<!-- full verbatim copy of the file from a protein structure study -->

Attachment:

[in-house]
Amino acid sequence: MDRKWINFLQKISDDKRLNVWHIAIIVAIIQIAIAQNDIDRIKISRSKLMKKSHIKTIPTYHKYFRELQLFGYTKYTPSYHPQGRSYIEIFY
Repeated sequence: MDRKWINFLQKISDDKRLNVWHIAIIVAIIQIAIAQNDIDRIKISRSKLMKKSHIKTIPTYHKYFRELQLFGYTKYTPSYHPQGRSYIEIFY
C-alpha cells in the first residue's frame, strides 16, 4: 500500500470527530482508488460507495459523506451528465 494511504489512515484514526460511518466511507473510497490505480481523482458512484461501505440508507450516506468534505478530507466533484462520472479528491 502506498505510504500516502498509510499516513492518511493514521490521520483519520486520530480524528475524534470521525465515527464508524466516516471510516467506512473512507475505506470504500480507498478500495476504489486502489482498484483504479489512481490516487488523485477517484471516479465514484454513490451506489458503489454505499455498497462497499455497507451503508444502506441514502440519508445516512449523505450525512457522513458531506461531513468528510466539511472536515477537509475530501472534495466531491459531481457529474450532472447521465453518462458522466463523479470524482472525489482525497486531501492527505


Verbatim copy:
[in-house]
Amino acid sequence: MDRKWINFLQKISDDKRLNVWHIAIIVAIIQIAIAQNDIDRIKISRSKLMKKSHIKTIPTYHKYFRELQLFGYTKYTPSYHPQGRSYIEIFY
Repeated sequence: MDRKWINFLQKISDDKRLNVWHIAIIVAIIQIAIAQNDIDRIKISRSKLMKKSHIKTIPTYHKYFRELQLFGYTKYTPSYHPQGRSYIEIFY
C-alpha cells in the first residue's frame, strides 16, 4: 500500500470527530482508488460507495459523506451528465 494511504489512515484514526460511518466511507473510497490505480481523482458512484461501505440508507450516506468534505478530507466533484462520472479528491 502506498505510504500516502498509510499516513492518511493514521490521520483519520486520530480524528475524534470521525465515527464508524466516516471510516467506512473512507475505506470504500480507498478500495476504489486502489482498484483504479489512481490516487488523485477517484471516479465514484454513490451506489458503489454505499455498497462497499455497507451503508444502506441514502440519508445516512449523505450525512457522513458531506461531513468528510466539511472536515477537509475530501472534495466531491459531481457529474450532472447521465453518462458522466463523479470524482472525489482525497486531501492527505